Sunday, June 18, 2006

Initial D

Review by Michael Jaffe

Initial D is a phenomenon is asia with the anime series and the manga books. The writing and the capturing of the drifting car culture combined with interesting characters made for a guaranteed winner. Now look at the team of writers and directors behind the Infernal affairs trilogy, one of the best and highest grossing film series to come out of Hong Kong in a while. Put these two separate yet equally awesome entities together and you get Initial D, the film experience. Neither the source material nor the film makers made any mistakes in getting this incredibly unique and exhilarating film experience to the screen. Simply put, Initial D is one of my favorite movies already because its combination of jaw dropping race scenes, funny ass dialogue, great acting and best of all, inspiring directing all came together in perfect unity.
The plot has tofu delivery boy Takumi, who has grown up driving fast on the curves of Japan’s greatest mountain. As Takumi sleeps (actually sleeps) through high speed, daring races on the mountain, he gains fame and notoriety and eventually begins racing other champions. The plot is kind of bazaar and remarkably simple, but the characters and the cars keep you fully locked and honed in on the movie for the entire run time. The actors are all familiar to fans of Hong Kong Cinema, and for anyone who has seen Infernal Affairs; many faces will look familiar to you. The actors all play their roles extremely well; especially Anthony Wong who plays Bunta, Takumi’s drunken, comedic father perfectly, frequently making one liners that caused the audience to roar with laughter. The writing of the film is very odd and quirky, but at no point does it not cause you to groan because it is simply so stupid. Occasionally lines are so hokey that a chuckle is required, but based on the writer’s previous credits, the probably put in the cheesy lines just to get laughs, and they achieve their goal remarkably well.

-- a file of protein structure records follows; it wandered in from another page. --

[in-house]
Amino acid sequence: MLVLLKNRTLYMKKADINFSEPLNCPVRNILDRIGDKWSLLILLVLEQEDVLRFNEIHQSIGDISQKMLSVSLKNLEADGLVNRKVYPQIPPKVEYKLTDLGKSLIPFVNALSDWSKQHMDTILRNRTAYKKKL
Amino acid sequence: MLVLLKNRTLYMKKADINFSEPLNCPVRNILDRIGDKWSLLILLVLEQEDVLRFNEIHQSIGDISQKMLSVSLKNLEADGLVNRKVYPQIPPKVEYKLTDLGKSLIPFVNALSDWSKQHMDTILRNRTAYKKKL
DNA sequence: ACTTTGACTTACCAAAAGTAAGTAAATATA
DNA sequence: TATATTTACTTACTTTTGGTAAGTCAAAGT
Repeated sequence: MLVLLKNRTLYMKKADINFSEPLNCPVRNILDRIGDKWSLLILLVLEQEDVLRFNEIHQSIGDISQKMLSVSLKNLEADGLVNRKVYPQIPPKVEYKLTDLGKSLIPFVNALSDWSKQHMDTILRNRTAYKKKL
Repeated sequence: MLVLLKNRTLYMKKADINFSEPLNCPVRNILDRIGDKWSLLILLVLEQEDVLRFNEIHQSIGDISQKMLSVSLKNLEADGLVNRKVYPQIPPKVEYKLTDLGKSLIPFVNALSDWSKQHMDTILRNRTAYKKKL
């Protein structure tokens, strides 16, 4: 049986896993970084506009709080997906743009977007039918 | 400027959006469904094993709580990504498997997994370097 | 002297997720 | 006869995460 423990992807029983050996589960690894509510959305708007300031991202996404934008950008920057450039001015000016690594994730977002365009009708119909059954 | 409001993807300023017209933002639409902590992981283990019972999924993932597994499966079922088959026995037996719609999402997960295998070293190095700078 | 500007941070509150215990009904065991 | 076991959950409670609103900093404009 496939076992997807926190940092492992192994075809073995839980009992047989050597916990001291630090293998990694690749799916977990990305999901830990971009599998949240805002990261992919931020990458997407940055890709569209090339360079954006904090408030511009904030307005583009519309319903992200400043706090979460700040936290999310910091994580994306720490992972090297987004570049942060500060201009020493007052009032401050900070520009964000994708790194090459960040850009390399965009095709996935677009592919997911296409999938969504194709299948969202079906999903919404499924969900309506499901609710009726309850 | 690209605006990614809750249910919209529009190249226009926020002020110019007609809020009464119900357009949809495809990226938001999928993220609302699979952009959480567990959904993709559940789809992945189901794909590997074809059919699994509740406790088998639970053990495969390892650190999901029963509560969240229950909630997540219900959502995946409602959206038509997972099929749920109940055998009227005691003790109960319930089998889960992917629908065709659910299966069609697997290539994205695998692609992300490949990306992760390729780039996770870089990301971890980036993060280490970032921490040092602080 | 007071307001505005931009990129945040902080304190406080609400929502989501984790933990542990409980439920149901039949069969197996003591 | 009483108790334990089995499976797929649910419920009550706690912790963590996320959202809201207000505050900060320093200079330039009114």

The race scenes though are the real star of the film as with not a hint of CGI through most of the driving sequences, I found myself actually moving my hands like I was steering and shifting along with the characters on screen I was so sucked into the experience of the movie. For car buffs, the races aren’t between super charger American muscle cars like we see in Fast and the Furious, but who car handle better, the GTR or the AE86. The racing sequences at night on the curvy mountain roads are truly poetry in motion as the drivers, at least the good ones, drift smoothly, with no bumps around curves at intense speeds.
As either a car geek, or just a movie lover, Initial D will thouroughly entertain you and make you want to see more. I saw this at a film festival, so I don’t know about a mainstream, US theatre run, but it is out on DVD in the states and I highly recommend you pick it up now. 9/10

Fast and the Furious: Tokyo Drift

Review by Michael Jaffe